Small business owners are actively involved in all aspects of the business, from day-to-day operations to continuing the sustainability and the growth of the business. At what point are you casting your net too wide? Small business owners are actively involved in all aspects of the business, from day-to-day operations to continuing the sustainability and the growth of the business. At what point are you casting your net too wide?
As a small business owner, you wear a myriad of hats.  Should financial planner be one?
Small business owners are actively involved in all aspects of the business, from day-to-day operations to continuing the sustainability and the growth of the business. At what point are you casting your net too wide?  
 
It is not uncommon for business owners to assume they will never retire. After all, you’re doing what you love, so why not continue indefinitely? According to a Manta survey, a third of small business owners and entrepreneurs do not have a retirement strategy in place. Some entrepreneurs believe that selling their business is an effective way to fund their retirement. Attempting an exit strategy without a well-developed succession plan is not a feasible option. Small business owners must plan for themselves because if they don’t, who will?
Before we begin reviewing the different retirement plan options, we need to determine the objective that we would like the retirement plan to achieve. Are we trying to maximize tax deductions? Would we like the plan to be used as an incentive to attract and retain our employees? Are we interested in a plan that allows for flexibility with the employer contributions? There are a multitude of factors that need to be considered before selecting the appropriate retirement plan. Retirement planning is complicated when it involves only yourself, but it becomes more so when safeguarding your employees’ retirement. There are retirement plans that are specifically designed for small businesses; do you know which one could be best utilized by your business? Here are the salient points of several plans:  
Savings Incentive Match Plan for Employees (Simple IRA) 
The amount an employee contributes from their salary cannot exceed $13,000. The employer is generally required to match each employee’s salary reduction contributions on a dollar-for-dollar basis up to 3 percent of the employees’ compensation. Employer contributions to the plan are tax deductible. If permitted by the plan, employees who are age 50 or older at the end of the calendar year, can make catch-up contributions of $3,000. If a member of the plan makes an unqualified withdrawal before you are 59 ½ years old there will be a 10 percent penalty. Keep in mind if withdrawals are made within the first two years of participation in the plan the penalty increases to 25 percent. This retirement plan is an easy plan to administer and is affordable, which makes it a great starter plan.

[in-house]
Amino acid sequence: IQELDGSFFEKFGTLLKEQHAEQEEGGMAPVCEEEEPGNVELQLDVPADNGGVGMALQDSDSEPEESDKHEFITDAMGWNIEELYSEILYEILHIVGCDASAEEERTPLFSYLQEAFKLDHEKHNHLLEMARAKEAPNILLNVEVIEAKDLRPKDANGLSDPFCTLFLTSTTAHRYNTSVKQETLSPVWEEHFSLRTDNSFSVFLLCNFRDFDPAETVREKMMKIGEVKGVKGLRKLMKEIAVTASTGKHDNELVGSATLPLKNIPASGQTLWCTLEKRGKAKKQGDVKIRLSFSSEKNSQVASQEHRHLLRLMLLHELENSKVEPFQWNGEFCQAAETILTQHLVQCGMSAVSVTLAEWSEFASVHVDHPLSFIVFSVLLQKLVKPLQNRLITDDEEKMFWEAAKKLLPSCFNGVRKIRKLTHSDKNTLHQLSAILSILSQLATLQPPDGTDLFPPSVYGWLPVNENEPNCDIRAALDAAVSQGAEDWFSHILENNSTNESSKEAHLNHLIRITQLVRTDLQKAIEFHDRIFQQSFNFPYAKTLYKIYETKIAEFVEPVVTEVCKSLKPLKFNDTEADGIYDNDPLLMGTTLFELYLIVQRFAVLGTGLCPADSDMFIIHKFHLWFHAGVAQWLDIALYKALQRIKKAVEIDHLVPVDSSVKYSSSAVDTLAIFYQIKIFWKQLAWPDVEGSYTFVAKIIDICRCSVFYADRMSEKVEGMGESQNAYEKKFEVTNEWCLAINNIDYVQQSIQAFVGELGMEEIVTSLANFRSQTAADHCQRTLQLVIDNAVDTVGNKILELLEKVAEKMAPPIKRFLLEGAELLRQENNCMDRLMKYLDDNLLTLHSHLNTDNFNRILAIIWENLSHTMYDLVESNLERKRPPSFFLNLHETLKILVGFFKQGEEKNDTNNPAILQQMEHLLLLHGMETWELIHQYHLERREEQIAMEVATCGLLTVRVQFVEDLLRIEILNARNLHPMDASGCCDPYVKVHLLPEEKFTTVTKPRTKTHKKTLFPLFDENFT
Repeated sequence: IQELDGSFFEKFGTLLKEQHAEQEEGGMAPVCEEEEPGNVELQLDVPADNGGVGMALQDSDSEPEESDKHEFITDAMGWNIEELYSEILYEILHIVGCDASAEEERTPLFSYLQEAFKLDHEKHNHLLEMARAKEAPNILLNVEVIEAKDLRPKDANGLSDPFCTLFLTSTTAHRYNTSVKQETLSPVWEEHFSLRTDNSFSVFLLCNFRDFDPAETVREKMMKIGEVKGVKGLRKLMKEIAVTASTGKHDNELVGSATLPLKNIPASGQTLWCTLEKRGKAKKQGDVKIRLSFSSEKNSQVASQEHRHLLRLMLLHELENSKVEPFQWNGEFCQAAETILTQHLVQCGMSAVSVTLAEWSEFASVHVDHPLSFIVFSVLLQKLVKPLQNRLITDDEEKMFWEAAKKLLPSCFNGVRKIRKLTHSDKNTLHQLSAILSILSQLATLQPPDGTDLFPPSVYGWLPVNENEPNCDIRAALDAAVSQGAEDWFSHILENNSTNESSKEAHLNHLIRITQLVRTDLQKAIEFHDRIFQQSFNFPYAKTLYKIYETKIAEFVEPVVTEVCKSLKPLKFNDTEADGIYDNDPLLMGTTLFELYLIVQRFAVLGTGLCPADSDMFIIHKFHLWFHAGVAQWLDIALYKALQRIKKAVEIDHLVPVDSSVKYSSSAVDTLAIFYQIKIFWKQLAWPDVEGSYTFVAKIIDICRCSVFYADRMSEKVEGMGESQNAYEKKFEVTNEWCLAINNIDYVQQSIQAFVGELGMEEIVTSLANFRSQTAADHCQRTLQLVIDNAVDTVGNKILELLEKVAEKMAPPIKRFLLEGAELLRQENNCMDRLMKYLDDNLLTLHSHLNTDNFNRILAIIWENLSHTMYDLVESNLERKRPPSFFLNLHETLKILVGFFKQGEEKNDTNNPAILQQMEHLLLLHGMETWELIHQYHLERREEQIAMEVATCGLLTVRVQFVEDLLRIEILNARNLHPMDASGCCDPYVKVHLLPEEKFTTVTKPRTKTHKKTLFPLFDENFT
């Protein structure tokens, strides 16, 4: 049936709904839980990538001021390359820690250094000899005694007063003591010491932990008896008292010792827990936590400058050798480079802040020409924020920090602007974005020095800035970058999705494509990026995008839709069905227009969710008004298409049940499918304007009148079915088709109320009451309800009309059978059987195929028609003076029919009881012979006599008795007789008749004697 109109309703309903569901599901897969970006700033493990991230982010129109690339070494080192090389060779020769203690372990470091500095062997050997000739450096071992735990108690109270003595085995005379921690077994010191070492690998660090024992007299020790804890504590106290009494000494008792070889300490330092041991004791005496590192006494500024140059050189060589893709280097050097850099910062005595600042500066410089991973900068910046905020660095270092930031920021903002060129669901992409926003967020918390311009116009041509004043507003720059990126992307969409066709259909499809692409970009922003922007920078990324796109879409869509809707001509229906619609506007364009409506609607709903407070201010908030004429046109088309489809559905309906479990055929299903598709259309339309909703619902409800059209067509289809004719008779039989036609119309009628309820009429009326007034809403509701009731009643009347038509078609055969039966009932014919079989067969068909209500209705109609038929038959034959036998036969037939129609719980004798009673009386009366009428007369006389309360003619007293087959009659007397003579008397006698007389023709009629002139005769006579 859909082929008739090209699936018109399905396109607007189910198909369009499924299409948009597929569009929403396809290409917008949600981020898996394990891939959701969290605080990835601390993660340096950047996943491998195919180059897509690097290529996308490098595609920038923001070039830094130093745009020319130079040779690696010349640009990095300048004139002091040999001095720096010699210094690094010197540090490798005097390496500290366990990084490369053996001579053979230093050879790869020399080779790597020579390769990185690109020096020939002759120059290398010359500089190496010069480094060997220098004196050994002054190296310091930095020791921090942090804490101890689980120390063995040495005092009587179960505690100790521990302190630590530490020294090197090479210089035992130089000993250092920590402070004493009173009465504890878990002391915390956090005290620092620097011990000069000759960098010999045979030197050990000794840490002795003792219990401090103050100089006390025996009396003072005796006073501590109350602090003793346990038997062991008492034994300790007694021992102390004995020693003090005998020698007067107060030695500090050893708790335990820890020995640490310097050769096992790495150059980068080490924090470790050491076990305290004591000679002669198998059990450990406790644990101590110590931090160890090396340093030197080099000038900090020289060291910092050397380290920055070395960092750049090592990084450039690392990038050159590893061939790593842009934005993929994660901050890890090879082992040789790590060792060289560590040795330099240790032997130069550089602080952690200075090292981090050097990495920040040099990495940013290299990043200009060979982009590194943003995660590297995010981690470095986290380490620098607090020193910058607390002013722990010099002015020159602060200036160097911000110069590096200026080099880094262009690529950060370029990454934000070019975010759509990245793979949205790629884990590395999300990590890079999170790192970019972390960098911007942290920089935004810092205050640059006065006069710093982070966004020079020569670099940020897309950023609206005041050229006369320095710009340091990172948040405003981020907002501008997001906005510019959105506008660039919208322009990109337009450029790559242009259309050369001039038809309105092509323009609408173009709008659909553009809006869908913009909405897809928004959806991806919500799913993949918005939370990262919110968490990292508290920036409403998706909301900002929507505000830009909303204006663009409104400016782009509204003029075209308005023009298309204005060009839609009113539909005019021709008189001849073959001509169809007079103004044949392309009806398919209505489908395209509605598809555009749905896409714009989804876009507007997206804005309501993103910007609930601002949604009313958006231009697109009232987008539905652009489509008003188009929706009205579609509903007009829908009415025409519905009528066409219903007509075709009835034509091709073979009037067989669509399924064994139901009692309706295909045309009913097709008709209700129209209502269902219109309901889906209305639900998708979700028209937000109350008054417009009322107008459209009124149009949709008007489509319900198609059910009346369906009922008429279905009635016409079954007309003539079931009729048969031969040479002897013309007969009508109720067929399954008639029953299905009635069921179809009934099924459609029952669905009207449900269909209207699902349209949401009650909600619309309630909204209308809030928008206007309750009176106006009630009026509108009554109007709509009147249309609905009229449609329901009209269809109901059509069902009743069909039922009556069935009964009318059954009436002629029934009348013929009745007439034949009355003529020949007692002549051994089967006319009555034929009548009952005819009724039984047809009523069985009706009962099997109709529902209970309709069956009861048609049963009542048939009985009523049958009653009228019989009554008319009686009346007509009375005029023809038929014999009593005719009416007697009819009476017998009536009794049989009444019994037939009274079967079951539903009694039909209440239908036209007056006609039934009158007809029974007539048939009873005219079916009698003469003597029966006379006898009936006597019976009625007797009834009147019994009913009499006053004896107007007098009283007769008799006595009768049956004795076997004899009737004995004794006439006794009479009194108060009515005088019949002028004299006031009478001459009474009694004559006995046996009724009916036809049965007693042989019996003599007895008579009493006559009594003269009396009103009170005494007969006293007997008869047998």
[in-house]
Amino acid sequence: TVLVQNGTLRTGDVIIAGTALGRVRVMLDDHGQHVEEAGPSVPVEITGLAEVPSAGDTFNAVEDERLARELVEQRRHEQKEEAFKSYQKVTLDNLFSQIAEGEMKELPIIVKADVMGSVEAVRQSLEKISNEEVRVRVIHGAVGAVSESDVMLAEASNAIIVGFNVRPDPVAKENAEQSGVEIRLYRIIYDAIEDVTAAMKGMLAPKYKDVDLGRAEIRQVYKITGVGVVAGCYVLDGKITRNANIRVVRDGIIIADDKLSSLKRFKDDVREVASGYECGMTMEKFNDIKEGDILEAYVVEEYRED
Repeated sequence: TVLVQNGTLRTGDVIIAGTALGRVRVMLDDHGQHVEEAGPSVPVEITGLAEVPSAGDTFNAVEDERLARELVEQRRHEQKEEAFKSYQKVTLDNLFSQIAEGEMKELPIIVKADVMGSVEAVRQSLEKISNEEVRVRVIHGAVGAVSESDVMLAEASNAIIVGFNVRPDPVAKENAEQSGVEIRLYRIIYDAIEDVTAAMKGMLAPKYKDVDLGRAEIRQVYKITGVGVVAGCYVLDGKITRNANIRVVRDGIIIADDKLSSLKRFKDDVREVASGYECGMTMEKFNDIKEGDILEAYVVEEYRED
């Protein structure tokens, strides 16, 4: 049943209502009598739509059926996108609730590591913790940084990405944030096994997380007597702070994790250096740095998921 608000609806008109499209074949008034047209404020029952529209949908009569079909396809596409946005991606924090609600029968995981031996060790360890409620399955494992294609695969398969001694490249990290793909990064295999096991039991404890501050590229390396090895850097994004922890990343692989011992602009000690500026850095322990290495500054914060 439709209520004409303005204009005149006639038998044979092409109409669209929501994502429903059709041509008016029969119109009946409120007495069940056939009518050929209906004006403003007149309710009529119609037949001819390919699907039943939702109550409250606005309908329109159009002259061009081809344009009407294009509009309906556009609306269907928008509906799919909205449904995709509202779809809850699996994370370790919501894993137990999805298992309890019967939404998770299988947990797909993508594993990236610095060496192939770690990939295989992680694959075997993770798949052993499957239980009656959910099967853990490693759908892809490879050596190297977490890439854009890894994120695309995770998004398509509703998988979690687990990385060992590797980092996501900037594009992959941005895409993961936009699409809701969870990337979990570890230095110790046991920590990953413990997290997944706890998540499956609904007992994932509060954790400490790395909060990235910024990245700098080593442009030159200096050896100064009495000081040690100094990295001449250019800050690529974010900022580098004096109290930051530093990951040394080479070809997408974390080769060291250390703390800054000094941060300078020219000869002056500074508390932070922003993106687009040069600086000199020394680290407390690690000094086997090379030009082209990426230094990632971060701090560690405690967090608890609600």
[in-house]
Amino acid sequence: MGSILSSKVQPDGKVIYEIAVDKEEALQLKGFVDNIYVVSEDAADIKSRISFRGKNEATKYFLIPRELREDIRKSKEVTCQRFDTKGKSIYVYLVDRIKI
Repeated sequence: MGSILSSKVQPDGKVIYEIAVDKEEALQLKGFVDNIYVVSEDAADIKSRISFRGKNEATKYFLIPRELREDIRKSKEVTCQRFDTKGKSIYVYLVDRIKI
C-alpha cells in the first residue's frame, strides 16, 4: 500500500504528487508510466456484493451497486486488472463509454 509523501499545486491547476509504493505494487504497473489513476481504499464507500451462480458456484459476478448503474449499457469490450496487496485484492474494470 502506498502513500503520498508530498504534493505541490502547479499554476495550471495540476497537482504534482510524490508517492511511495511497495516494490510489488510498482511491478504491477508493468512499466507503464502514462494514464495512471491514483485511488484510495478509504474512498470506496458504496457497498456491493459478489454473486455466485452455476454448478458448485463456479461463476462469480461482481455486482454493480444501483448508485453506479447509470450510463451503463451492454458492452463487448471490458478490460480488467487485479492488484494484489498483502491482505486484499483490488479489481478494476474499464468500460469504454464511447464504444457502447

Simplified Employee Pension Plan (SEP-IRA) 
Only the employer is permitted to make contributions to this plan. The employer has the option to contribute to each eligible employee account each year, but the amount cannot exceed $56,000 or 25 percent of the employees’ compensation. Keep in mind if the business owner contributes to their SEP-IRA, then contributions will be required for all eligible employees in the same proportionate manner. Contributions made to eligible employees are tax deductible to the firm. Since the contributions are funded by the employer. the catch-up provision will not apply. The 10 percent penalty will apply on unqualified withdrawals made before the age of 59 ½. If the businesses profits vary year to year, then you will want to consider this plan since it allows for flexibility and control over the employer contributions.
 
Self-Employed 401(k)
This is a special savings option for small business owners who don’t have any employees (except for a spouse or business partner/s) since it allows for contributions by both the employee and employer. This means that you would be able to contribute $19,000, as the employee. Then as the employer, you can contribute up to 25 percent of your compensation for the year, with a maximum of $55,000 in combined contributions (employee + employer contributions) each year. If you are 50 years old, then your combined contribution with the catch-up provision could not exceed $61,000. Take note that once the plan assets exceed $250,000, you will need to file an annual 5500 tax form. This plan is an attractive option for a small business owner that would like to aggressively fund their retirement.
 
I have covered only the basic retirement plan options that can be administered by small businesses. The process of determining the best retirement plan and exit strategy for your business involves comprehensive planning. As a CERTIFIED FINANCIAL PLANNER™ Professional, I enjoy assisting clients with simplifying all of life’s complexities. We at Coral Gables Trust Company look forward to leading you on the path to living your best financial life.